Saturday, December 10, 2011

Child actors that don't make me want to gauge my eyes out

My generous brother-in-law recently got the bright idea of splitting the cost of a really fancy HD TeeVee* with us and storing it at our house, an early Christmas present for all of us. So what's the first thing we watch with our magical new flatscreen, to take in the breathless realism of the images it can show us? The obvious thing to watch, of course: a Jurassic Park marathon!

I've only seen the first and second one on the TeeVee so far, and it's been years since I'd watched either one or the third movie. Some of my objective observations after all these years are: dinosaurs are great. I like dinosaurs, particularly the big ones that go "rawr". Laura Dern and Julianne Moore as the female leads in both films are so affable and bubbly I want to punch them. Sam Neill is hot. Despite the cuddly, contrite, Santa Claus vibe he gives off, John Hammond may just be cinema's greatest monster. You could almost forgive him his hubris in the first one because he acts a little sad and broken at the end, but then he jovially sends off four other people to Site B in the second movie, where one member gets torn in half by two T-Rexes. Does Hammond show any remorse for that? No. He just wears that damn shit-eating grin and monologues sappily about "life finding a way" at the end, reinstated as head of his company. Puh.

Other observations: Jeff Goldblum is very, very hot. Samuel L. Jackson is a badass no matter how paltry his role, or how awful his catchphrase "Hold onto your butt" is. He can smoke a damn cigarette in the office if he wants to, fuck you for throwing a shit-fit about it, it was only 1993. The T-Rexes remind me of my obsessive compulsive overweight German Shepherd mix. That searing glare the T-Rexes are famous for in the movies? Just like Milo when he's trying to get you to throw the toy throw the toy throw the toy.

Nothing will ever make me not like the first movie, and nothing will ever make me not ogle Goldblum in the second movie. However, the biggest observation I took away from both movies was how very, intensely much I hated the children. Hated. Did I look away when Samuel L. Jackson's arm fell on Laura Dern? No (I could also point out the veiled racism in a few of the first movie's scenes, but maybe that's for another post). Did I look away when that dude was ripped in half, or Peter Stormare (also pretty hot) almost got his lip ripped off by that Compy in the second? I kinda wanted to, but no. 

Did I look away when Lex and Tim cuddle up to Neill's composed, James Mason-of-the-Outdoors Dr. Grant up in that tree, or when Goldblum's Ian Malcolm tells his daughter she's his inspiration? Hell yes I did.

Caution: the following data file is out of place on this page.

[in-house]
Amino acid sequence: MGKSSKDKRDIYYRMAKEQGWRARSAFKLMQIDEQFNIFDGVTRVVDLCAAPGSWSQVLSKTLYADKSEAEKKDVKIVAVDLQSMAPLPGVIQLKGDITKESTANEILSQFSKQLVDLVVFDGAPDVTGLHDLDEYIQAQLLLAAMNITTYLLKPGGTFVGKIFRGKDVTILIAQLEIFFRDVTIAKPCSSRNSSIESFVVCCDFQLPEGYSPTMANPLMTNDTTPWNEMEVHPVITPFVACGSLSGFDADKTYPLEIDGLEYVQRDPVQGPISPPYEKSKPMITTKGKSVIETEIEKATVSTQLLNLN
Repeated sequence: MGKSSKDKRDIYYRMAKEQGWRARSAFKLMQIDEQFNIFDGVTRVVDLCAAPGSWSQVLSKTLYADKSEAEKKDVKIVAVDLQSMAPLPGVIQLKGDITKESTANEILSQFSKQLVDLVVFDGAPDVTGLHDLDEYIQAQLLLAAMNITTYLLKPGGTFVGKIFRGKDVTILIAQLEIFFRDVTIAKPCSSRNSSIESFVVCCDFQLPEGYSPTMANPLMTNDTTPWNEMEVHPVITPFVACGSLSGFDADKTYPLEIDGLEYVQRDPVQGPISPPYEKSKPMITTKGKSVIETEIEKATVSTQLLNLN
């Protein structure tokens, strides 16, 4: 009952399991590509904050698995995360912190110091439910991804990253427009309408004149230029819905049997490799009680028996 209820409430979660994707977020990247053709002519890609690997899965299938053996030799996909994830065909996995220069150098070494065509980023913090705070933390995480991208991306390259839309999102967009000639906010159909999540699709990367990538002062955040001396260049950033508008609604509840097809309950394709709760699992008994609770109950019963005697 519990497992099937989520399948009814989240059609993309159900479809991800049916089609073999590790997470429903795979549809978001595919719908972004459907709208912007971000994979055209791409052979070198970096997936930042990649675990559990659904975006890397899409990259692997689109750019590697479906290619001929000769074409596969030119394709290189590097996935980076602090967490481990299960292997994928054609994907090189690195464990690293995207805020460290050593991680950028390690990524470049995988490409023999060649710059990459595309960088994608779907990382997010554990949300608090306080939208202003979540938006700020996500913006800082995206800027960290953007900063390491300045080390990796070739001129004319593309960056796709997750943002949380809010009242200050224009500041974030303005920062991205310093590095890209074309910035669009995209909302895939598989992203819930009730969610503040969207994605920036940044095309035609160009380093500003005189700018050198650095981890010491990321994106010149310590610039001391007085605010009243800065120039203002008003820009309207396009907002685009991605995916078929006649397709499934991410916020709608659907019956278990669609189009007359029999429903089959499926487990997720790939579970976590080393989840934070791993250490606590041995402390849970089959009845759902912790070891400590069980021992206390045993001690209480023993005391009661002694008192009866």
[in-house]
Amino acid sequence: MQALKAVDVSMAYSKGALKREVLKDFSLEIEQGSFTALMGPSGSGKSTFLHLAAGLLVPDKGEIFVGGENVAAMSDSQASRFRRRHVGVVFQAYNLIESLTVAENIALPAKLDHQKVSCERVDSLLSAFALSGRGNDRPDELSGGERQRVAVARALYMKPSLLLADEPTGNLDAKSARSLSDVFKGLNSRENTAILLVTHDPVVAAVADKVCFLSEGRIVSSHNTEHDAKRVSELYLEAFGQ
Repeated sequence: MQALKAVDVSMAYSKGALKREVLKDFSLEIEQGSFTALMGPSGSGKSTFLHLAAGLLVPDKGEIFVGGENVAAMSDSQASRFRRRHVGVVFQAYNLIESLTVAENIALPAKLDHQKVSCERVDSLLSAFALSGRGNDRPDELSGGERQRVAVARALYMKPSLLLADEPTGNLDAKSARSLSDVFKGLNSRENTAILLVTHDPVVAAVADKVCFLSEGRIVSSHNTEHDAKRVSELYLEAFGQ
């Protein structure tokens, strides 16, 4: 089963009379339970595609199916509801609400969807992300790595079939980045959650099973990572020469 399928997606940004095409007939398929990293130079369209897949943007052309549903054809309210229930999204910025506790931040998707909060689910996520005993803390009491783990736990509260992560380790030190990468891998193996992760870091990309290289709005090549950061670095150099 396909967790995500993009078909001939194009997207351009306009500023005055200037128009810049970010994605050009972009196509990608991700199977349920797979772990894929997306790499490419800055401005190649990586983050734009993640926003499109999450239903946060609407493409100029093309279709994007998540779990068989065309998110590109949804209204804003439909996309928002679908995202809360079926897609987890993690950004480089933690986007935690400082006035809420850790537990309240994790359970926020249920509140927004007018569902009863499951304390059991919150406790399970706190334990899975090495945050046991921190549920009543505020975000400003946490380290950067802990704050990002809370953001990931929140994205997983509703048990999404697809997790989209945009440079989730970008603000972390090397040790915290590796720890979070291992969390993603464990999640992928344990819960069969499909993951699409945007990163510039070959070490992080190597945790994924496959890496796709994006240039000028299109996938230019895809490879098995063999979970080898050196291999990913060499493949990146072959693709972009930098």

The child characters bring out contrived, forced emotions from the adult actors, making the audience feel uncomfortable on their behalf--particularly when they're as curmudgeonly and British as Grant or as coolly intellectual and snarky as Malcolm. But because their characters are so dry and intelligent, we're supposed to find it endearing that their soft spots end up being shrill, whiny, do-nothing-but-endanger-everyone children. But it's not endearing. It's sugary despair, is what it is.

Not only are the child characters poorly written as needy stereotypes, they're poorly acted for the most part, too. Some of the blame might lie with the director, since I'm sure Spielberg had his eye mostly on this new-fangled CGI business than concerning himself with getting good performances out of the kids. Hayley Mills lookalike Ariana Richards as Lex fares the best even if she is shrill and monotonous, probably coming across all right because she was in her teens at that point. But Joseph Mazzello as Tim and Vanessa Lee Chester as Kelly in the sequel are hopeless--particularly Chester, whose character wasn't even in the second book, and so feels shoved in and out of place. And going by our count, Tim should have died at least three times. Yeah, yeah, realistically all the characters should have died at various points, but Tim was freaking zapped by a high-voltage electric fence. (Is he an undead gremlin boy? That could explain a lot about his insipid personality).

But then again, this shuddering disapproval is my usual reaction to children in movies. It's not because I don't like children in general. In reality they just make me awkward and nervous--I can't relate to them at all, though I too like dinosaurs. It's just that if children are in movies, it's almost always so they can serve as symbols of innocence (barring the ghostly little creepers in straight-up horror movies). And symbols of innocence almost always come off as phony and saccharine, no matter in what medium or in what form. Not to mention, children generally don't act very well.